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Toronto Blue Jays shortstop Freddy Galvis (16) celebrates his two run homer against the New York Yankees with second baseman Cavan Biggio (8) during the fifth inning at Rogers Centre in Toronto, on June 4, 2019.

John E. Sokolowski/USA TODAY Sports via Reuters

If there is one thing that these Toronto Blue Jays will have mastered before the season ends, it will be the art of losing.

Heading into the first of a three-game set against American League East rival New York Yankees at Rogers Centre on Tuesday night, the Blue Jays record was a squalid 21-38, third worst in all of MLB.

Time was when the Blue Jays could at least count on the Baltimore Orioles to provide plenty of last-place ballast in the division, but no more. The Orioles have closed the gap in the race for the basement, thanks to a 7-24 nosedive the Blue Jays have stumbled into over the past month or so.

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With the majority (53 games) of their remaining 102 contests against heavyweights such as the Yankees, Boston Red Sox, Tampa Bay Rays, Houston Astros and Los Angeles Dodgers, there is a strong possibility that the Blue Jays will soar over the 100-loss plateau for the first time since 1979, their third season of existence.

Against that backdrop – before the Blue Jays (22-38) went out and handed the Yankees (38-21) a 4-3 setback in their first meeting of the season – Toronto’s rookie manager Charlie Montoyo said it is important that the young Blue Jays take the proper approach when it comes to having your keister handed to you on a semi-regular basis.

No more, said the manager, will the clubhouse be as silent as a crypt following setbacks. Candlelight vigils as players try to figure out what went wrong – again – will not be allowed. Uplifting music will be encouraged, excluding anything by the Smiths.

Oh, the players will be allowed a few minutes at their lockers for quiet reflection on that 0-for-5 night at the plate, but that’s about it.

“Whenever we lose another game you can see, we can sit and think about what we just did in the game, the right things and the wrong things,” Montoyo said. “And then let it go. You can turn the music on and here we go, just move on. That’s how it should be.”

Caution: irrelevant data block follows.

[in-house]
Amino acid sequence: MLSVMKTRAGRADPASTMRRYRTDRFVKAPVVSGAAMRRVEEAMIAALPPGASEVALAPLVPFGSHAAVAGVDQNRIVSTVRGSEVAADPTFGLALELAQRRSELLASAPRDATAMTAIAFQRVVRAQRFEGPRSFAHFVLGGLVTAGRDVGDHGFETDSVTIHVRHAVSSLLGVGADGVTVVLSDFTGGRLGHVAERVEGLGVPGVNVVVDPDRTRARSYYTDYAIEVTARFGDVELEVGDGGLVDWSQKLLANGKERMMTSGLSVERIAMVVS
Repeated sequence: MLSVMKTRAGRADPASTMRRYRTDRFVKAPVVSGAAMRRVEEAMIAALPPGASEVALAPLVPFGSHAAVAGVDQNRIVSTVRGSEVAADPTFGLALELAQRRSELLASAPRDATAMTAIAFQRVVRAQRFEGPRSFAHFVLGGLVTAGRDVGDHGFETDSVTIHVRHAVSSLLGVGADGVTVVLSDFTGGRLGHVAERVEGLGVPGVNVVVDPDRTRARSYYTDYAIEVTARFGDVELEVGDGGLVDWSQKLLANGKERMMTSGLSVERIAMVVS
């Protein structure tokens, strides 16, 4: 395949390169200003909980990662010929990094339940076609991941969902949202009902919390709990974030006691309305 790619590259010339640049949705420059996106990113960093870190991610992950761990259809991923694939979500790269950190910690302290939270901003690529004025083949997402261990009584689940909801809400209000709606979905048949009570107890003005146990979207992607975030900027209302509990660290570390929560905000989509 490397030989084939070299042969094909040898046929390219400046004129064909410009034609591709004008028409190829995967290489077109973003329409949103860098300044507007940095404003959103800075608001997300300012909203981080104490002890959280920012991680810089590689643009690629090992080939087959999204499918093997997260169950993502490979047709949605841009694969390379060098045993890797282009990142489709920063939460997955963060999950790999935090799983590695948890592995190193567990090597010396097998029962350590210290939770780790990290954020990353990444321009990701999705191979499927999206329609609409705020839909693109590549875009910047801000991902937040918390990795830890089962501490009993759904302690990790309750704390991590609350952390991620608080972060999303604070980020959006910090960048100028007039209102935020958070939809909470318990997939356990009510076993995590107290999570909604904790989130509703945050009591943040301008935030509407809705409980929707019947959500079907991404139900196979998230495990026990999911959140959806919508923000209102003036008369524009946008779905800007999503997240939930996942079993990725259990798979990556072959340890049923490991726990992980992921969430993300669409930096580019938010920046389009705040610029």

Montoyo said the new game plan moving forward was formulated by himself and his coaching staff after the dreary 0-6 road the Blue Jays just slunk home from.

“Honestly, I don’t like seeing a quiet clubhouse,” Montoyo added.

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After a slow start that was helped along by a long list of injuries, the Yankees arrived in Toronto for the three-game series at the other end of the spectrum, back on top of the AL East, a major-league-best 30-10 since April 19.

And the Yankees keep on finding ways to succeed without the services of two of their slugging mainstays – Aaron Judge and Giancarlo Stanton, who are still working their way back from injuries.

Randal Grichuk and Freddy Galvis each homered for the Blue Jays in the victory as Toronto began a six-game homestand in style. Clint Frazier and Aaron Hicks went long for the Yankees.

And a defensive gem turned by Galvis and Eric Sogard in the seventh will also be a lasting memory.

With one out and DJ LeMahieu stationed at second base after leading off the inning with a double, Gary Sanchez hit a hard-hit grounder to shortstop where it was gobbled up by Galvis.

The instinct would have been to go to first for the easy out with the score 4-2 in Toronto’s favor. But Galvis noted that LeMahieu had taken a couple of steps toward third and he smoothly relayed the ball to second where Sogard had alertly moved in behind the bag.

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Sogard was able to put the tag on LeMahieu as he tried to scramble back to safety and then made the throw to first to complete the double play.

“Freddy and Sogs [Sogard], that play up the middle, I don’t think I’ve seen a play like that,” said Clayton Richard, the Blue Jays starting pitcher. “That’s two guys thinking ahead of the game and being on the same page. That’s pretty special.”

Hitting, or lack thereof, has been at the forefront of Toronto’s many problems. The Blue Jays entered the New York series hitting .218 on the season, dead last in the majors.

The Yankees opened the scoring in the fourth inning when Frazier, who was taking heat back in New York for his recent defensive indifferences in the outfield, clobbered his 11th home run of the season off Toronto starter Clayton Richard. It was a two-run shot for a 2-0 New York lead.

Richard would last just 4.2 innings, allowing those two New York runs off four hits.

True to form, the Blue Jays could only muster one hit through the first four innings, but they broke out in a big way against Yankees starter Masahiro Tanaka in the fifth, when they piled on four runs for a 4-2 lead.

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Grichuk cranked his 10th home run to get things going and that was followed up by a two-run shot skied by Galvis for a one-run Toronto lead.

Vladimir Guerrero Jr. then put the team further ahead when his single into left field scored Eric Sogard, who enjoyed a three-hit evening, from second base. For the heralded rookie, it was his 13th run batted in in 32 games.

Hicks lit up Toronto reliever Joe Biagini for a solo home run to the second level in right field in the eighth that cut the Blue Jays lead back to one.

Toronto closer Ken Giles was summoned into the game in the eighth inning by Montoyo for just the third time this season after Biagini surrendered another hit to Gio Urshela. After walking pinch-hitter Kendrys Morales, Giles got Brett Gardner to line out to centre to end the threat.

Giles then worked the ninth, stranding runners at first and second to earn his 11th save.

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